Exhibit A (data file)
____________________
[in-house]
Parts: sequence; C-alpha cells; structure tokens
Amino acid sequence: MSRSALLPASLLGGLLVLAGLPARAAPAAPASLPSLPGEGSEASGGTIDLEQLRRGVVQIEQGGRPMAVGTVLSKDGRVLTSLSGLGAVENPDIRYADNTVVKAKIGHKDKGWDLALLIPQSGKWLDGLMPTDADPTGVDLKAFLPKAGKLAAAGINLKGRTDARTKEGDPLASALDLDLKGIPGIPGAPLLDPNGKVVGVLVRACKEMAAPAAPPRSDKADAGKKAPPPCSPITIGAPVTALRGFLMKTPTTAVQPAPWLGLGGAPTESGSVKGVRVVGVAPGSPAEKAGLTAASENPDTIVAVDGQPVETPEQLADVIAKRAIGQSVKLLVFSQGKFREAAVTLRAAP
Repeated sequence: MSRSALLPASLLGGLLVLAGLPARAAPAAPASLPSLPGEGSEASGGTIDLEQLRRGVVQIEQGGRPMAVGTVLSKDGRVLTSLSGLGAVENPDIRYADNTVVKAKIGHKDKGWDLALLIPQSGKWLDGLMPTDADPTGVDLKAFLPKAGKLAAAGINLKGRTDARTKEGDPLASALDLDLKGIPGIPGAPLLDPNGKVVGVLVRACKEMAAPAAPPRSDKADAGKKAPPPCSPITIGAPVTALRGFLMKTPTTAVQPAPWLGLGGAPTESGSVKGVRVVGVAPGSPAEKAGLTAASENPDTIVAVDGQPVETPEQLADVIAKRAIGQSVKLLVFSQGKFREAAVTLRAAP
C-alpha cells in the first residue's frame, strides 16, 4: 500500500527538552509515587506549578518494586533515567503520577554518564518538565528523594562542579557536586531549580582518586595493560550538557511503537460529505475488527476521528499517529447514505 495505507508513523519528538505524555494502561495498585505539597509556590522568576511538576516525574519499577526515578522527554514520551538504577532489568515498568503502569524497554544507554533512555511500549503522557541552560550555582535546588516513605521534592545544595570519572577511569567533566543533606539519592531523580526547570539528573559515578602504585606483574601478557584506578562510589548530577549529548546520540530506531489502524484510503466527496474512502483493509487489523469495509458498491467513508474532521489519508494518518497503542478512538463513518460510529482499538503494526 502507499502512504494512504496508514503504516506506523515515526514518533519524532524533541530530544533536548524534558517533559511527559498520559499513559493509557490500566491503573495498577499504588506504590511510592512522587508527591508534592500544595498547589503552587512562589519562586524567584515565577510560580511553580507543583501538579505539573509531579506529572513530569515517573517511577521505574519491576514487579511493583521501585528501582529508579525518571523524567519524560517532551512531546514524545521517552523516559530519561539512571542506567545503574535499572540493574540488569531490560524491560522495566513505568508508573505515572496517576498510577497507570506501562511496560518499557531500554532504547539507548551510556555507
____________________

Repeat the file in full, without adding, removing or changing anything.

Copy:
[in-house]
Parts: sequence; C-alpha cells; structure tokens
Amino acid sequence: MSRSALLPASLLGGLLVLAGLPARAAPAAPASLPSLPGEGSEASGGTIDLEQLRRGVVQIEQGGRPMAVGTVLSKDGRVLTSLSGLGAVENPDIRYADNTVVKAKIGHKDKGWDLALLIPQSGKWLDGLMPTDADPTGVDLKAFLPKAGKLAAAGINLKGRTDARTKEGDPLASALDLDLKGIPGIPGAPLLDPNGKVVGVLVRACKEMAAPAAPPRSDKADAGKKAPPPCSPITIGAPVTALRGFLMKTPTTAVQPAPWLGLGGAPTESGSVKGVRVVGVAPGSPAEKAGLTAASENPDTIVAVDGQPVETPEQLADVIAKRAIGQSVKLLVFSQGKFREAAVTLRAAP
Repeated sequence: MSRSALLPASLLGGLLVLAGLPARAAPAAPASLPSLPGEGSEASGGTIDLEQLRRGVVQIEQGGRPMAVGTVLSKDGRVLTSLSGLGAVENPDIRYADNTVVKAKIGHKDKGWDLALLIPQSGKWLDGLMPTDADPTGVDLKAFLPKAGKLAAAGINLKGRTDARTKEGDPLASALDLDLKGIPGIPGAPLLDPNGKVVGVLVRACKEMAAPAAPPRSDKADAGKKAPPPCSPITIGAPVTALRGFLMKTPTTAVQPAPWLGLGGAPTESGSVKGVRVVGVAPGSPAEKAGLTAASENPDTIVAVDGQPVETPEQLADVIAKRAIGQSVKLLVFSQGKFREAAVTLRAAP
C-alpha cells in the first residue's frame, strides 16, 4: 500500500527538552509515587506549578518494586533515567503520577554518564518538565528523594562542579557536586531549580582518586595493560550538557511503537460529505475488527476521528499517529447514505 495505507508513523519528538505524555494502561495498585505539597509556590522568576511538576516525574519499577526515578522527554514520551538504577532489568515498568503502569524497554544507554533512555511500549503522557541552560550555582535546588516513605521534592545544595570519572577511569567533566543533606539519592531523580526547570539528573559515578602504585606483574601478557584506578562510589548530577549529548546520540530506531489502524484510503466527496474512502483493509487489523469495509458498491467513508474532521489519508494518518497503542478512538463513518460510529482499538503494526 502507499502512504494512504496508514503504516506506523515515526514518533519524532524533541530530544533536548524534558517533559511527559498520559499513559493509557490500566491503573495498577499504588506504590511510592512522587508527591508534592500544595498547589503552587512562589519562586524567584515565577510560580511553580507543583501538579505539573509531579506529572513530569515517573517511577521505574519491576514487579511493583521501585528501582529508579525518571523524567519524560517532551512531546514524545521517552523516559530519561539512571542506567545503574535499572540493574540488569531490560524491560522495566513505568508508573505515572496517576498510577497507570506501562511496560518499557531500554532504547539507548551510556555507